Zimbabwe Independent

EDITORIAL COMMENT

CONCERNS raised this week by investors on whether they will be allowed to repatriate their funds if they list on the Victoria Falls Stock Exchange (VFSE), speaks volumes of the confidence deficit in government that has indicated right and turned left far too often.

At a Zoom meeting held on Wednesday this week about the VFSE with Finance minister Mthuli Ncube, head of research of sub-Saharan Africa at the Russian-headquartered Renaissance Capital, Yvonne Mhango, voiced the fears and distrust among investors of doing business in Zimbabwe.

“We are an investment bank targeting frontier and emerging markets and our current clients include institutional investors who have invested in these frontier markets, Zimbabwe being one of them. So, we have clients that have invested in Zimbabwe and the main concern has been the lack of ease in terms of repatriating capital and dividends as well as of course significant changes in foreign currency policy that has discouraged foreign investors,” Mhango said.

Mhango’s sentiments illustrate the failure by President Emmerson Mnangagwa’s government to lure the much-needed foreign direct investment due to knee-jerk policies that characterised the tenure of his predecessor, the late former president Robert Mugabe.

Policy inconsistency, which was the hallmark of Mugabe’s disastrous rule for nearly four decades, has continued under Mnangagwa.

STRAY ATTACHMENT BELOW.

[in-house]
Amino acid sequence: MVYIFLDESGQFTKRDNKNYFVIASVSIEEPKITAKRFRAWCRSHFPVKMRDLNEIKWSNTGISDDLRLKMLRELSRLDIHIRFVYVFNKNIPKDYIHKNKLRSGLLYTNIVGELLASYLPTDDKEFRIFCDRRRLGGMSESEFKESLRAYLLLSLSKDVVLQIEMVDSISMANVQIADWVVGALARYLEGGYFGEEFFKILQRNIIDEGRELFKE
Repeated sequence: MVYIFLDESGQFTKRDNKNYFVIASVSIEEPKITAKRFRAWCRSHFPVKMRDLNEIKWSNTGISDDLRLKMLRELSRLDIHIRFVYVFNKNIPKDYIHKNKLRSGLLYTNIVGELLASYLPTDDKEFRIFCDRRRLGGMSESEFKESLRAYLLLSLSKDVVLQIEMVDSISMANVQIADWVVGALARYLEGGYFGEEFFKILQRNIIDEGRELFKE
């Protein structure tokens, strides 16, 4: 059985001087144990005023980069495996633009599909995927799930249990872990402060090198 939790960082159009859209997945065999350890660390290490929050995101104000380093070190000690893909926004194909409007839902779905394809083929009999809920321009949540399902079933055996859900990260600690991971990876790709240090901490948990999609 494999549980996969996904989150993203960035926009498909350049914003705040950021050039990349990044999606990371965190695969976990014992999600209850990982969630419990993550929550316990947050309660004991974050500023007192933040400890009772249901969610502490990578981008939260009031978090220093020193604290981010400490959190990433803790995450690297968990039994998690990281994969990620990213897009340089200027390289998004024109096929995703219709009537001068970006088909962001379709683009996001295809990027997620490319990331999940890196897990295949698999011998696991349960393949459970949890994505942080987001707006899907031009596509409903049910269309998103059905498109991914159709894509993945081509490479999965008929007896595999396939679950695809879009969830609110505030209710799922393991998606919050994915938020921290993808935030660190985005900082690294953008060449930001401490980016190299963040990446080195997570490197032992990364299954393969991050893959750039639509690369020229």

The introduction of the Zimbabwean dollar through Statutory Instrument (SI) 142 of 2019, as the sole legal tender without the necessary benchmarks, which led to the collapse of the local unit stoking inflation figures to fluctuate between 700 and 800%, is an example.

After the chaos of the spectacular fall of the local currency, Mnangagwa’s government has since changed its tune allowing the United States dollar it had barred for domestic transactions to trade with the local currency through SI 185 of 2020.

The abrupt suspension of the Zimbabwe Stock Exchange for more than a month on allegations of illicit activities has further damaged investor confidence.

This is evidenced by the bourse losing a massive ZW$42,5 billion (US$520,2 million) shortly after the suspension was lifted as investors abandoned the ZSE. The bizarre comments by Ncube that those affected by the suspension should treat the stoppage as a long holiday, clearly shows the lack of seriousness that has scared away investment.

The figures make for grim reading. Foreign direct investment (FDI) has plummeted from US$717,1 million in 2018 to just US$259 million last year.

The country’s FDI is projected to plunge further this year to just over US$150 million, which is no small part due to the chaos that emanates from the corridors of government.

Mnangagwa has spearheaded the setting up of the Zimbabwe Investment and Development Agency to boost investment.

However, such moves will be in vain if his government continues with policy inconsistency and confusion.

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